Timing errors in the first few nanoseconds due to clock edges...how does this translate to real life?
The post route timing simulator has brought up an interesting question.
If a clock signal is being fed into an FPGA, it is inevitable that eventually on startup a clock edge will arrive before some of the signals inside the FPGA are prepared for this. Thus the simulator gives a timing warning.
Of course, I can fix this in the simulator by delaying the clock start, but in real life the clock is generally running from time 0.
I realize the GSR resets things if used, and I use my own externally generated reset to get things going, but the question is:
Does a timing violation in the beginning necessarily screw everything up from that point on due to metastability or will this generally resolve itself before GSR?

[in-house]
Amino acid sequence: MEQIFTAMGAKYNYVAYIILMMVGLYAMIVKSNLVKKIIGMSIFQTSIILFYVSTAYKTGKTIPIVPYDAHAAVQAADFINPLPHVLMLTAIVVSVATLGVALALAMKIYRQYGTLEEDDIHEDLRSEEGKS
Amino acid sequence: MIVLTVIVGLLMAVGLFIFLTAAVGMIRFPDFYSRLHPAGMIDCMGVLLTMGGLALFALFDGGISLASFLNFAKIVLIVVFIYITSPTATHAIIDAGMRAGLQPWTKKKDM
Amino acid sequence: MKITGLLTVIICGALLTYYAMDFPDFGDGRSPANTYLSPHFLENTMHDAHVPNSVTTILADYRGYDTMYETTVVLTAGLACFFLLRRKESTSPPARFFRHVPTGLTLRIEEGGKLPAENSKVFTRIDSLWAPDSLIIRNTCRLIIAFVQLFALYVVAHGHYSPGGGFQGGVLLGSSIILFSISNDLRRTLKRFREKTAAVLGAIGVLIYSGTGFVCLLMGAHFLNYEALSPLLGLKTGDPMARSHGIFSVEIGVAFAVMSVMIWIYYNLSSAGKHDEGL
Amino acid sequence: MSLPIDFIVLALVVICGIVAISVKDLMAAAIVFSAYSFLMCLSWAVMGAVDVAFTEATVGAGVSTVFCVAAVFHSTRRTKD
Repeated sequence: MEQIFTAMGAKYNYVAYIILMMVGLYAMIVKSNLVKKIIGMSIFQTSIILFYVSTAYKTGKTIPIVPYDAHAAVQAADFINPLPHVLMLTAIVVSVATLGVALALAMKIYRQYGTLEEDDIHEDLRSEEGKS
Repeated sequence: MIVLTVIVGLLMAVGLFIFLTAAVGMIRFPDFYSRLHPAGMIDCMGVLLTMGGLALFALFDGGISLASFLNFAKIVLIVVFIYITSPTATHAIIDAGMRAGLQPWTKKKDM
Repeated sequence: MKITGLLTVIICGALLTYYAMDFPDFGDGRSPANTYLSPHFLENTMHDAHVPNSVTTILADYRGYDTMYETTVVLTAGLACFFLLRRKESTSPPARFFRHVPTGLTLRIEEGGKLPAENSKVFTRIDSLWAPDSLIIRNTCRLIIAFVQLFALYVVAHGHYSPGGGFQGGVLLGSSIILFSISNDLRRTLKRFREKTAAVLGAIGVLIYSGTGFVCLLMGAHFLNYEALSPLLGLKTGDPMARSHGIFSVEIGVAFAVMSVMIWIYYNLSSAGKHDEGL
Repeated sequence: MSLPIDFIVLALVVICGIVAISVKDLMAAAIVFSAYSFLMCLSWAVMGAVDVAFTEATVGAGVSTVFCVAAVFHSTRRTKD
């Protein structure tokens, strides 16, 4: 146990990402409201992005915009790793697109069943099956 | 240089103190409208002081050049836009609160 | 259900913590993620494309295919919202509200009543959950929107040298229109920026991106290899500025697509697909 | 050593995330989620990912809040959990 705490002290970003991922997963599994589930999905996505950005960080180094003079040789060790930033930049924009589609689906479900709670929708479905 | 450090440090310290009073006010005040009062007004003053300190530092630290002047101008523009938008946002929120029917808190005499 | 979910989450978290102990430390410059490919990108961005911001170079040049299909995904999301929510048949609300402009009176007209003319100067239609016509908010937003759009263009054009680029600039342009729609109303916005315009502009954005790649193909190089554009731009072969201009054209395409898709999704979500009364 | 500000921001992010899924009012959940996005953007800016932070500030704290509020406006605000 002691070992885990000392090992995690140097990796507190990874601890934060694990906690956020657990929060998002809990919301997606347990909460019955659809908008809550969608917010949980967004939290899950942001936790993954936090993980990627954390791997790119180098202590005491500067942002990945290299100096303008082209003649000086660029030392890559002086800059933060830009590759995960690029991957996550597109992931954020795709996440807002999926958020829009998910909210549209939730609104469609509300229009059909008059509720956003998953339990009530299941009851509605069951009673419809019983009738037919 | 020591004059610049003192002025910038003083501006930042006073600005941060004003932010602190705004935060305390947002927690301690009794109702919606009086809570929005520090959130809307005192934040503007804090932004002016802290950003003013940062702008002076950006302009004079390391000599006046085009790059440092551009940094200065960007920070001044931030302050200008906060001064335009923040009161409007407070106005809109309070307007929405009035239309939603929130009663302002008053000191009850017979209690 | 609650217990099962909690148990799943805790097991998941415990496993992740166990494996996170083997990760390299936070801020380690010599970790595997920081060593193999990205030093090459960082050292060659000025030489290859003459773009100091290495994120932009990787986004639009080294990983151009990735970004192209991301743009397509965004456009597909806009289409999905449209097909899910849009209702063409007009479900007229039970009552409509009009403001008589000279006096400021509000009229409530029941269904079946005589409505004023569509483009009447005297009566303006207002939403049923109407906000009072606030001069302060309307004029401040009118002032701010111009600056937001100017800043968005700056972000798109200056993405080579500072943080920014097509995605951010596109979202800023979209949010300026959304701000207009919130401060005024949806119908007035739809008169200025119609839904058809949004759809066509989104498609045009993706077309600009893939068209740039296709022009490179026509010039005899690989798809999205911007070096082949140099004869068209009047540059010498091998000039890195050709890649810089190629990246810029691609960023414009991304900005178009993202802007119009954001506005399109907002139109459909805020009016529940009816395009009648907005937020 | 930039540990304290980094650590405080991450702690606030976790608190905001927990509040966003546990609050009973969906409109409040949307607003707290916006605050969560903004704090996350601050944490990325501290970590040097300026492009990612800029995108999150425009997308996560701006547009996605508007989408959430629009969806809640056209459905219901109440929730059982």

Does my eventual hard reset force the clearing of any metastability issues?
If my forcing of the latches to a known state clears these issues, then no problem. But if metastability can somehow result in a hardware latch up which cannot be resolved by a forced reset then it's a big problem!
I recall that metastability in xilinx devices tends to decay extremely quickly. The length of the Power-on GSR (which on all xilinx FPGA's I've used is an automatic and mandatory part of the startup process) is pretty darn long in the big scheme of things, for several reasons, most likely including this very one. (AIUI GSR is fully asynchronous so the entire time the signal is high
latches are being reset (the reset does not just happen on posedge of
the GSR signal)). But I'm not Xilinx engineer, and indeed have never even spent too much time considering metastability in an FPGA design at all, much less your specific concern. Just some food for thought, until somebody more knowledgable comes along.